We walk into Masala Library, one curious, die-hard foodie and another, who (on this night only) is feeling unusually capricious.
Jiggs’ Kalra’s latest offering promises to be the last word in molecular gastronomy, we hear. The foodie secretly hopes that the restaurant plays on the ‘library’ theme, which, we soon find out, that it does not. Masala Library’s décor, done in brown and beige, is pleasant, but not revolutionary (we hope the food is).
Our server gets us tea — at least that’s what it looks like — until we notice the shredded mushrooms instead of tea leaves and whipped cream (which, we soon learn, is truffle oil). The Wild Mushroom Chai (R325) is everything you’d want soup to be — light, effervescent and flavoursome. We wouldn’t mind waking up to it someday.
Our spirits are lifted, and the Gilawat Kebab (R525) keeps them buoyed. The soft kebabs are surprisingly non-greasy and the friend goes on to say that they could give the ones in Lucknow some serious competition. The Soft Shell Crab 65 (R725) is fresh and crisp, but not the best we’ve had. Interestingly, the Tandoori Guchchi (R650) is served with truffle oil and mint foam, and is worth trying. On the delicious Pesto Kebab (R395) sits a demure parmesan papad.
What Masala Library promises with theatrics, it delivers in taste and quality. The Lal Maas (R575) comes with khasta kachori grits and mathani mirch. The friend utters the unprecedented — neither Delhi nor Chandigarh, he says, serve red meat this soft and succulent. Enough said.
Masala Library’s cocktails definitely know how to tease. Don’t balk at their Curry Leaf and Star Anise Martini (R500) — these whimsical combinations are quite heady.
For the main course, we almost give the Tandoori Chaap (R450) a miss because it looks just like regular keema. It is actually soya bean sprinkled with pea pops, and let’s just say that Masala Library succeeds in doing what most mothers cannot do during dinner table wars involving soya bean. The Dal Makhni (R395), is comforting but not too heavy. The Tandoori Champ (R595), however, fails to live up to the menu’s otherwise staggering offerings — the maple and kokum glaze are a tad too mild for our taste. We try an array of kulchas — the Anda Bhurji kulcha (R175) is unparalleled in taste and texture, and perhaps only the Bakharkhani (R125), made from tangerine zest, comes second.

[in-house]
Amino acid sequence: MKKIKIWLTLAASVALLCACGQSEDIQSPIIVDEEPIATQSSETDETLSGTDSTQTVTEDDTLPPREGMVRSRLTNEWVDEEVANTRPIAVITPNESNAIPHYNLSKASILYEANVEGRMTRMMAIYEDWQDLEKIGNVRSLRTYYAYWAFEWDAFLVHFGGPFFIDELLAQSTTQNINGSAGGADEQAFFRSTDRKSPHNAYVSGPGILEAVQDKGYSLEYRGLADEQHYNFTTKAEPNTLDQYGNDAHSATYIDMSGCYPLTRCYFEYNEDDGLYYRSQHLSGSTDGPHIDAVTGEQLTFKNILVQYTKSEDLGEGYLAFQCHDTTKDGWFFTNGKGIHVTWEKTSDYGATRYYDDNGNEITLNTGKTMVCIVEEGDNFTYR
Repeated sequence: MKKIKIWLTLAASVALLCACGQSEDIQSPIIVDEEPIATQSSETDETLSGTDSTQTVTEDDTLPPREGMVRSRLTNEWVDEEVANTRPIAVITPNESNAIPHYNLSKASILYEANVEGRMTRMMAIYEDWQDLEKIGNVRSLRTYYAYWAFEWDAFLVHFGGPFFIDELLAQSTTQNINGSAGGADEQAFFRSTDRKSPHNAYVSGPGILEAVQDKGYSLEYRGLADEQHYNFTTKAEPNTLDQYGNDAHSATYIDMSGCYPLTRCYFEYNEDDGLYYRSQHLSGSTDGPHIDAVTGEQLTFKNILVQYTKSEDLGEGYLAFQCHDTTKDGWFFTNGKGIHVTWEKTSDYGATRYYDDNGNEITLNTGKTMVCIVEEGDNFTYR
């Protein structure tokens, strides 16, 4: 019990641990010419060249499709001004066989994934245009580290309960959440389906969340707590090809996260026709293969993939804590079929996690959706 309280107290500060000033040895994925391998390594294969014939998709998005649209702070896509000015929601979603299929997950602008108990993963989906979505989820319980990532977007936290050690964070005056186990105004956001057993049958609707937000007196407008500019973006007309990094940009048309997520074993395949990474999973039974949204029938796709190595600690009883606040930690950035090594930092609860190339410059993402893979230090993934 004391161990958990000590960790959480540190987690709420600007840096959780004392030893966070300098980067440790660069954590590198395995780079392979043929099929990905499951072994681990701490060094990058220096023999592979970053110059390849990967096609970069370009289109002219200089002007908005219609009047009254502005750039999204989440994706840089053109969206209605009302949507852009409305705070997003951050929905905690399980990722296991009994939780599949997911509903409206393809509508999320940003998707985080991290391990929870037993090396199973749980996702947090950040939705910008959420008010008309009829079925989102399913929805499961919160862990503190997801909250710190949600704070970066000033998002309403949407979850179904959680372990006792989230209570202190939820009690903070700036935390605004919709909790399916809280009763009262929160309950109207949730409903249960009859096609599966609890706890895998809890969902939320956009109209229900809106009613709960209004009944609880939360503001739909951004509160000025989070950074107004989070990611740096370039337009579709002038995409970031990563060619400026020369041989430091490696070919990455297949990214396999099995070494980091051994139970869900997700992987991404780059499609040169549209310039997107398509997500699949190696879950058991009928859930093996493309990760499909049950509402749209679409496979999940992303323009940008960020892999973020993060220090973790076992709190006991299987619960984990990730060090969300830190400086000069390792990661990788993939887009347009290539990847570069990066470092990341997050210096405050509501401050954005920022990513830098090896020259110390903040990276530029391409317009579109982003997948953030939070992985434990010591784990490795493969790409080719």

Masala Library saves the best for last. For dessert, we dig our forks into what looks like orange caviar sitting on a dense bed of condensed milk. Turns out, it is a twist to the traditional jalebi and rabdi (R375). Try their Ghevar Cheesecake (R375) if you, too, often dream of that soft, rare-to-find consistency in cheesecake. What has us at hello, however, is what is simply called Chocolate (R1,000) — a bed of brownies, liquid chocolate and chocolate rocks, which must be hammered to be eaten. In a few minutes, what you get are chunks of creamy mousse.
Masala Library takes big, bold steps at reinventing the Indian cuisine. It also has a lofty ambition — the restaurant wants a Michelin star — which may not be all that implausible if its standards don’t drop once the guests rush in. Masala Library delivers what it claims, and doesn’t mind playing with our heads while at it. We’d go back for the combination of science and sensual flirtation.
We cannot rate the experience as it was a preview
Where: Masala Library, ground floor, First International Financial Centre, opposite Sofitel Hotel, BKC